Meanwhile, the Belaruskali Strike Committee also urged the EU to give money directly to activists in Belarus instead of funnelling it via opposition structures in exile in Lithuania.

"Help civil society and workers in Belarus, not in Vilnius. Directly," it said in its statement.

Some activists were struggling to buy ink cartridges for printers to make fliers for protests, EUobserver's contacts said.

Others were struggling to pay for petrol to drive to railway crossings to vandalise signals, so that they could slow down trains of Belarusian potash going to Russia, from where Russian firms can resell it to Europe.

"People are feeling burnt out," one activist leader, who asked to remain anonymous, told this website.

"I'm angry. I'm like a dog on a chain - I know how to attack, but the chain won't let me," he said.

"The current [Belarusian] opposition is divided and undermined. It needs help and dedication from the side of the West ... This is the beginning of a long game, not the end," Kostiantyn Yelisieiev, a Ukrainian former presidential aide and EU ambassador, also told EUobserver.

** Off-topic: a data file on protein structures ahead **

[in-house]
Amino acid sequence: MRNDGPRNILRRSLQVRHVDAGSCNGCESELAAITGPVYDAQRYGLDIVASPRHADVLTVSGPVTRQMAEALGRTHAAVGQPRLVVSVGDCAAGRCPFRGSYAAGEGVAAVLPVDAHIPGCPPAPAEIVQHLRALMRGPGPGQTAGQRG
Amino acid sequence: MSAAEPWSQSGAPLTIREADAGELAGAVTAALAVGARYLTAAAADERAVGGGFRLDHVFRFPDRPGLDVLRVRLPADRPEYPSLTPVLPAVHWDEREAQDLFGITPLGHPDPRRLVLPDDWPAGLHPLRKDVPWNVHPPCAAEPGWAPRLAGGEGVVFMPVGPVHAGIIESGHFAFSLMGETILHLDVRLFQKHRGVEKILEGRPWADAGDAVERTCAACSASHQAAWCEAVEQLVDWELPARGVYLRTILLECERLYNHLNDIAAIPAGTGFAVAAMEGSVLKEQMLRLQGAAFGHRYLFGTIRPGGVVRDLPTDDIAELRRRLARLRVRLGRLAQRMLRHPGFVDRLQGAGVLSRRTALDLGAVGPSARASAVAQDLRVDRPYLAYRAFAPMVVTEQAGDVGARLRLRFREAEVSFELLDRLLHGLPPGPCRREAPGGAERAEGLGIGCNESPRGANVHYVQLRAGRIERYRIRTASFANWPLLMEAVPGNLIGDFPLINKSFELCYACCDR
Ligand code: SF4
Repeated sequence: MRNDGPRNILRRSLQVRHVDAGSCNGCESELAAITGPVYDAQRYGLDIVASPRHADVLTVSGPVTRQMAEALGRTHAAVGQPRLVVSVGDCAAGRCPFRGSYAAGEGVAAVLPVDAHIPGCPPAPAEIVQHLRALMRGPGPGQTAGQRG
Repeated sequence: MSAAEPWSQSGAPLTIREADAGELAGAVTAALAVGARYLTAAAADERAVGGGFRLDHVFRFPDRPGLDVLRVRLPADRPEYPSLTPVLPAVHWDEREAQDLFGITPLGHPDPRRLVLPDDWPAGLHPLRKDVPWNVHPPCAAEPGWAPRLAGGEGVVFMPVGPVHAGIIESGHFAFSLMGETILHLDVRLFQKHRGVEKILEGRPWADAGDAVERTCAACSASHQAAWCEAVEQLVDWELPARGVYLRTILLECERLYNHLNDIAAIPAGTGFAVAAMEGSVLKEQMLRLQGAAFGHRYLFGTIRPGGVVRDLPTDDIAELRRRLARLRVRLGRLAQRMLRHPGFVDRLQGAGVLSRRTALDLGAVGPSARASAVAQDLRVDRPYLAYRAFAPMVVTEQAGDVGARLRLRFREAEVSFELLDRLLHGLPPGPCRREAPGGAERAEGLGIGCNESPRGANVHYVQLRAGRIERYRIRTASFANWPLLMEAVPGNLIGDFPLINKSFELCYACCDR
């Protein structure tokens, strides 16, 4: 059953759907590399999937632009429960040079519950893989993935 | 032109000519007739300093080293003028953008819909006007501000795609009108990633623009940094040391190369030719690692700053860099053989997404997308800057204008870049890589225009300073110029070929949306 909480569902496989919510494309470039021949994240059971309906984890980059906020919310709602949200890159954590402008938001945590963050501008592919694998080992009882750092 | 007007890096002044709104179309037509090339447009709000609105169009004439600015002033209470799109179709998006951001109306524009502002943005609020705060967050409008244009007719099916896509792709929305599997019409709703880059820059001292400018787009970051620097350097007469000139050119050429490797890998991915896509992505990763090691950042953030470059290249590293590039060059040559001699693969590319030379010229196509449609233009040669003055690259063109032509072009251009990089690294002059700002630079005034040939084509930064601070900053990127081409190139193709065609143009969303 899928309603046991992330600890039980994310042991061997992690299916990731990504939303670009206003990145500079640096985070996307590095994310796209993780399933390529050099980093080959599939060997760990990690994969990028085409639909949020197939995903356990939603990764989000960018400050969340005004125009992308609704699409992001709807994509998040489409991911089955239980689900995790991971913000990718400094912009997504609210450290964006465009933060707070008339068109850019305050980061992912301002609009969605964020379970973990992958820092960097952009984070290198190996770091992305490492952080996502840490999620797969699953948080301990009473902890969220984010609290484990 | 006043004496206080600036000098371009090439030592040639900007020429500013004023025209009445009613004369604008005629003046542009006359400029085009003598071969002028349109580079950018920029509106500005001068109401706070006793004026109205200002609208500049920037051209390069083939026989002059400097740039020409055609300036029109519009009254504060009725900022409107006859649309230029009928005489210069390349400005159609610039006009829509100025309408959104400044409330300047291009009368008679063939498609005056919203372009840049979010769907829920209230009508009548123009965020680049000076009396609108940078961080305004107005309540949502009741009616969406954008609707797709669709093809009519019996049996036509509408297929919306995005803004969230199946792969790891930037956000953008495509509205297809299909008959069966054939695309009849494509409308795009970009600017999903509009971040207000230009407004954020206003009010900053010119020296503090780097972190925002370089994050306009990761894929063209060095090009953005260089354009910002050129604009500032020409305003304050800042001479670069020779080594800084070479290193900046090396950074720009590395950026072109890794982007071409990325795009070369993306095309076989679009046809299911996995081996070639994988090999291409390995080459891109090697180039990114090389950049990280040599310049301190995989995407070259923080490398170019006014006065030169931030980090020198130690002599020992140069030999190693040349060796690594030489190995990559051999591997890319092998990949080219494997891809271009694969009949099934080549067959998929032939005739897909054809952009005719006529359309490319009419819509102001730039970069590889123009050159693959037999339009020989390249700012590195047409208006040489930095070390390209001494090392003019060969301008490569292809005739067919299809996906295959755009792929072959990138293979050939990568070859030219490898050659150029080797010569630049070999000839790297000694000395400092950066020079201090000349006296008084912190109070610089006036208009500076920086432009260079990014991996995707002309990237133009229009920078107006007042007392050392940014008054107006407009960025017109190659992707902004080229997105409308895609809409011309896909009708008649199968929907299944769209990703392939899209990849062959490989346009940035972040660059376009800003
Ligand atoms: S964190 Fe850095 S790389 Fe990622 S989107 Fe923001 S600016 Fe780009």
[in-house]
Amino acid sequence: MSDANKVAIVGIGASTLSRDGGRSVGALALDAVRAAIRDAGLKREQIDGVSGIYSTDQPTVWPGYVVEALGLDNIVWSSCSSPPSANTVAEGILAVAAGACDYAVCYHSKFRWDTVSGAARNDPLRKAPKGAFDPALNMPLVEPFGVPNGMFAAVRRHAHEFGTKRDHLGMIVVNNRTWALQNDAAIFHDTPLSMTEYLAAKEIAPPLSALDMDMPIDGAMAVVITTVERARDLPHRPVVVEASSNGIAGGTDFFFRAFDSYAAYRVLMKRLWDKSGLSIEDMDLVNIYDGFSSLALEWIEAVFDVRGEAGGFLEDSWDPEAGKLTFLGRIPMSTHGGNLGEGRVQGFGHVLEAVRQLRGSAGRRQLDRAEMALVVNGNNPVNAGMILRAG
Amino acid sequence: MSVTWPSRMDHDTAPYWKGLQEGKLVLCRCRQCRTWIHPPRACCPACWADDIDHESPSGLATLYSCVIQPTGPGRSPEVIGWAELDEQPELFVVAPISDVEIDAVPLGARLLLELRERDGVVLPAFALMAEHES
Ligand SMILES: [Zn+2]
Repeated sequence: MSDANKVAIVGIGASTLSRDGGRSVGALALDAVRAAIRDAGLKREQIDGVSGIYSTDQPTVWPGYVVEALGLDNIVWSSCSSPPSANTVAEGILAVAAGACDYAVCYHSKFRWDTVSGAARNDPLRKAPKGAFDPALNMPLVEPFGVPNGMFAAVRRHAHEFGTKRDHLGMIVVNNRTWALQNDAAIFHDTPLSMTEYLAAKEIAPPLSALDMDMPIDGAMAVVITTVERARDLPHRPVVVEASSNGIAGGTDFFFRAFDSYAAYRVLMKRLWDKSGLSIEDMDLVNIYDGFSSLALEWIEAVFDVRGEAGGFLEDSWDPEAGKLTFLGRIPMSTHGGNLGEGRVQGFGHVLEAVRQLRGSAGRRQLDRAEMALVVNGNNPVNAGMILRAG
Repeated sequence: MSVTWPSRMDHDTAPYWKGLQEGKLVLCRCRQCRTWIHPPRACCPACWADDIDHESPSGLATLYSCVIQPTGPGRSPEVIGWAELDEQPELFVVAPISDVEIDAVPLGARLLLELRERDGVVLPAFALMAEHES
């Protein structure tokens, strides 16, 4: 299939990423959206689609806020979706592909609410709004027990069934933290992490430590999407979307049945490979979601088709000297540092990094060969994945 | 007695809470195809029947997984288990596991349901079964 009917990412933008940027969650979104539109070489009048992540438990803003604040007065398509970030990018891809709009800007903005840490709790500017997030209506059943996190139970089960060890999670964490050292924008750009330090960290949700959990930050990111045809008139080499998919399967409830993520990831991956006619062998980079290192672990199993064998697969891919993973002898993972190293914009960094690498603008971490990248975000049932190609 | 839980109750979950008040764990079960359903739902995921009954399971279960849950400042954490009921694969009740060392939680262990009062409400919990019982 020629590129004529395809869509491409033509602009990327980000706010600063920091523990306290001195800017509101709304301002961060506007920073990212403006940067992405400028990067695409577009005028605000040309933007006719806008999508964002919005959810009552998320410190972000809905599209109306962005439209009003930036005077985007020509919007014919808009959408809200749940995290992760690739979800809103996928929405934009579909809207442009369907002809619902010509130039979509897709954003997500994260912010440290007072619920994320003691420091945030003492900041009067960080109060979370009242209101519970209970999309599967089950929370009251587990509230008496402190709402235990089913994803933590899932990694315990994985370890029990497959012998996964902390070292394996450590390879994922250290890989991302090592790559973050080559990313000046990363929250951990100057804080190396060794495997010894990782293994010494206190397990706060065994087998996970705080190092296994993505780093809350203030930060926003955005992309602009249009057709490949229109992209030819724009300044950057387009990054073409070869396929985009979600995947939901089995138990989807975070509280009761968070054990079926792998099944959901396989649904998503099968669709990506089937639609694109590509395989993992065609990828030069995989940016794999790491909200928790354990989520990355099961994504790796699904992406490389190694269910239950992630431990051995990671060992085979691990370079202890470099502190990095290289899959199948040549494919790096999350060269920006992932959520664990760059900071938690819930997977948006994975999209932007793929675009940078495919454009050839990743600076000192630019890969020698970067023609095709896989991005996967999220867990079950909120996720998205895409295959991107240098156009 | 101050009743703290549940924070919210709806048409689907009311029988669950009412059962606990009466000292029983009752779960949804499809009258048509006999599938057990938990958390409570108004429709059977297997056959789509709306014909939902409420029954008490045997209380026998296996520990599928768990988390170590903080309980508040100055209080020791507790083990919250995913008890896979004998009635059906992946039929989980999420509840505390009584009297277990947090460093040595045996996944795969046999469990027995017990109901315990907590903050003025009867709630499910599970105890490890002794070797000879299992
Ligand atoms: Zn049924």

And the "game" was about more than just Lukashenko, Yelisieiev, who now runs New Solutions Centre, a think-tank in Kyiv, added.

"Russia's aim is to swallow Belarus as soon as it can and transform it into a quasi-autonomous region of the Russian Federation ... Lukashenko's aim is to postpone this moment," Yelisieiev said.


Russia's aim is also to see pro-democratic forces in Belarus fail, in order to send a message to the wider region, he said.

"Let's be clear, Belarus is Russia's arm. If it hits back at the EU, it's not Belarus that's doing it, it's Russia. It's not Lukashenko, it's [Russian president Vladimir] Putin," Yelisieiev said, referring to the migrant campaign against Lithuania.

And if the EU really wanted to help people in Belarus and further afield, then it should move beyond sanctions and offer prospects of EU membership to inspire change, he added.

"Democratic forces in Belarus, Ukraine, Georgia, Moldova, and even Armenia are desperately waiting for brave and decisive signals from the EU on their European perspective," Yelisieiev said.